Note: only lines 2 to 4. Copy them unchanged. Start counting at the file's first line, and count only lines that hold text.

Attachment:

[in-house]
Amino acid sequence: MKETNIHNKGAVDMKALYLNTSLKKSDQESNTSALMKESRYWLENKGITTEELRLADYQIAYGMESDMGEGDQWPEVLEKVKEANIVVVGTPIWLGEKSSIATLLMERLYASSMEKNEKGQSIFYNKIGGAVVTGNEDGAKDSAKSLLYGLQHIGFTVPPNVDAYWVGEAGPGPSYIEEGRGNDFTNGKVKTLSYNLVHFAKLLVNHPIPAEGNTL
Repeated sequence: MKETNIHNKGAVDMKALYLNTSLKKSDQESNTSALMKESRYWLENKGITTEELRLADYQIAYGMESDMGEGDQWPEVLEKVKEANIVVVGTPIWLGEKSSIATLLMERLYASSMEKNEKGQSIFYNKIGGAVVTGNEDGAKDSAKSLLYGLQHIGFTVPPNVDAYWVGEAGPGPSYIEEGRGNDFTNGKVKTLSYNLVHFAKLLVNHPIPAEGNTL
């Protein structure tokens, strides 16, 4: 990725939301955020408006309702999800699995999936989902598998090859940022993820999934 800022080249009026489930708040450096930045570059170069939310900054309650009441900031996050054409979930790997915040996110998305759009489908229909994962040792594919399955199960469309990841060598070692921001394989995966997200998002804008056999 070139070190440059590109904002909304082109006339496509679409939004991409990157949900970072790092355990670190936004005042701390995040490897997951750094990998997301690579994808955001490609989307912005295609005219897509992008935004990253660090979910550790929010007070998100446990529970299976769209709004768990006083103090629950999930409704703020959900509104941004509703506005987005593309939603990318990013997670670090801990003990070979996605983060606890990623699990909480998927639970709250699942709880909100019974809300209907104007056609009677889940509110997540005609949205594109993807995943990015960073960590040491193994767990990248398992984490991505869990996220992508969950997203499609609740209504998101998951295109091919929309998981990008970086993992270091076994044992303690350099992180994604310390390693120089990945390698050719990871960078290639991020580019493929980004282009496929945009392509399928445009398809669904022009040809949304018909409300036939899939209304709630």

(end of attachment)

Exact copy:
Amino acid sequence: MKETNIHNKGAVDMKALYLNTSLKKSDQESNTSALMKESRYWLENKGITTEELRLADYQIAYGMESDMGEGDQWPEVLEKVKEANIVVVGTPIWLGEKSSIATLLMERLYASSMEKNEKGQSIFYNKIGGAVVTGNEDGAKDSAKSLLYGLQHIGFTVPPNVDAYWVGEAGPGPSYIEEGRGNDFTNGKVKTLSYNLVHFAKLLVNHPIPAEGNTL
Repeated sequence: MKETNIHNKGAVDMKALYLNTSLKKSDQESNTSALMKESRYWLENKGITTEELRLADYQIAYGMESDMGEGDQWPEVLEKVKEANIVVVGTPIWLGEKSSIATLLMERLYASSMEKNEKGQSIFYNKIGGAVVTGNEDGAKDSAKSLLYGLQHIGFTVPPNVDAYWVGEAGPGPSYIEEGRGNDFTNGKVKTLSYNLVHFAKLLVNHPIPAEGNTL
């Protein structure tokens, strides 16, 4: 990725939301955020408006309702999800699995999936989902598998090859940022993820999934 800022080249009026489930708040450096930045570059170069939310900054309650009441900031996050054409979930790997915040996110998305759009489908229909994962040792594919399955199960469309990841060598070692921001394989995966997200998002804008056999 070139070190440059590109904002909304082109006339496509679409939004991409990157949900970072790092355990670190936004005042701390995040490897997951750094990998997301690579994808955001490609989307912005295609005219897509992008935004990253660090979910550790929010007070998100446990529970299976769209709004768990006083103090629950999930409704703020959900509104941004509703506005987005593309939603990318990013997670670090801990003990070979996605983060606890990623699990909480998927639970709250699942709880909100019974809300209907104007056609009677889940509110997540005609949205594109993807995943990015960073960590040491193994767990990248398992984490991505869990996220992508969950997203499609609740209504998101998951295109091919929309998981990008970086993992270091076994044992303690350099992180994604310390390693120089990945390698050719990871960078290639991020580019493929980004282009496929945009392509399928445009398809669904022009040809949304018909409300036939899939209304709630």